Campus News

Skidaway Institute completes ‘historic’ merger with UGA

Faculty and students have new opportunities for teaching, research, outreach and collaboration related to coastal and marine resources now that the Skidaway Institute of Oceanography has become part of UGA.

The merger, effective July 1, was initiated by the board of regents as part of Chancellor Hank Huckaby’s efforts to streamline University System of Georgia operations and was approved by the board in January.

“This historic merger creates new opportunities in research, instruction and outreach while facilitating collaboration among University System of Georgia institutions,” said UGA President Jere W. Morehead. “I appreciate the vision and leadership of Chancellor Huckaby and the board of regents as well as the dedication of Dr. Libby Morris, Dr. Jim Sanders and the many other university officials who have worked to bring these institutions together.”

The Skidaway Institute is an internationally recognized research institution located on a 700-acre campus on Skidaway Island, 16 miles southeast of Savannah. It was created in 1967 by the Georgia General Assembly and operated as a stand-alone institution for four years before coming under the responsibility of the university system. Now with the merger, the institute’s executive director, Jim Sanders, reports to the Office of the Provost.

“Combining the intellectual and physical resources of the Skidaway Institute with those of the University of Georgia will strengthen an area of research whose impact extends far beyond the coast,” said Libby Morris, interim senior vice president for academic affairs and provost. “Our students and the state we serve will undoubtedly benefit from the synergies that this merger has created.”

In addition to strengthening pre-existing collaborations with UGA researchers, the merger creates new opportunities for cross-disciplinary research with faculty in units such as the College of Engineering, according to Sanders.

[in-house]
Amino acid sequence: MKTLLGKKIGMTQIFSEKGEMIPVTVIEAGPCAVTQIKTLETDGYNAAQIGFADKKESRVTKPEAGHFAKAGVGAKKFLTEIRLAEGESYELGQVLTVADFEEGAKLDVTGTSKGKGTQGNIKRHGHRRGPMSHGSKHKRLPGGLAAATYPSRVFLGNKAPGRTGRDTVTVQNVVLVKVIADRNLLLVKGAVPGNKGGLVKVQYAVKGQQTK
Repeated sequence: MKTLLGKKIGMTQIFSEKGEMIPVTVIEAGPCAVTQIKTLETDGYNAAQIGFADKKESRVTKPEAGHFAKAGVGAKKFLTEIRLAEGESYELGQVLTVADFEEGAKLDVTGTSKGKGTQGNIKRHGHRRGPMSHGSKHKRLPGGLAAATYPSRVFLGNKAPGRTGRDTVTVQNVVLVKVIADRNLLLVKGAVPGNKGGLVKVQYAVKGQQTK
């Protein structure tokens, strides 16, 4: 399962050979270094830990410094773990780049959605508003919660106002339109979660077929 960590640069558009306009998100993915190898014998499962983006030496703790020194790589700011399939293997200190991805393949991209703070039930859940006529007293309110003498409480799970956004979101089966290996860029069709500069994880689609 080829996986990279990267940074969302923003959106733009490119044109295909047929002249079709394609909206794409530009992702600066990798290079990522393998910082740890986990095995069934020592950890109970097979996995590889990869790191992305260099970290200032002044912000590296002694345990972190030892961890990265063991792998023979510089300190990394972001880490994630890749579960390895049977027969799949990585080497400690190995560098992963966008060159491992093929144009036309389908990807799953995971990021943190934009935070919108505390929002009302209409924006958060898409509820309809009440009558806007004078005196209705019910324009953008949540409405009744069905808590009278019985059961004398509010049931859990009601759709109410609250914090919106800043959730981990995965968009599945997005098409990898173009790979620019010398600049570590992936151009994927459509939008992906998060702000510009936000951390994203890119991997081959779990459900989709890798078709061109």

He said,”With size comes ­opportunities. Being part of the same institution makes creating those connections much easier and more straightforward.”

The Skidaway Institute has 11 tenured and tenure-track faculty members and three emeritus professors who conduct research along Georgia’s coast and internationally. Skidaway researchers also work with faculty from Georgia Tech, Savannah State University and other institutions, and Sanders emphasized that those collaborations will continue. The alignment of the Skidaway Institute with UGA complements the university’s programs in coastal and marine science. The marine sciences department, part of the Franklin College of Arts and Sciences, has 16 full-time faculty members engaged in research and instruction. The UGA Marine Institute on Georgia’s Sapelo Island provides a 1,500-acre site for teaching and is a recognized center for salt marsh research.

UGA also engages in extensive service and outreach on the coast. UGA Marine Extension Service, a unit of the Office of the Vice President for Public Service and Outreach, provides objective, research-based information to economically important coastal industries. The UGA Marine Education Center and Aquarium, which sits on the Skidaway campus, provides an educational resource for students, teachers and the public.

In the short term, the merger will give researchers at Skidaway access to resources such as the university’s Office of Sponsored Programs while making it easier for faculty and students in Athens to draw on the expertise of the faculty on Skidaway. In the long term, Morris envisions the creation of a consortium of USG institutions with expertise and programs in coastal and marine science.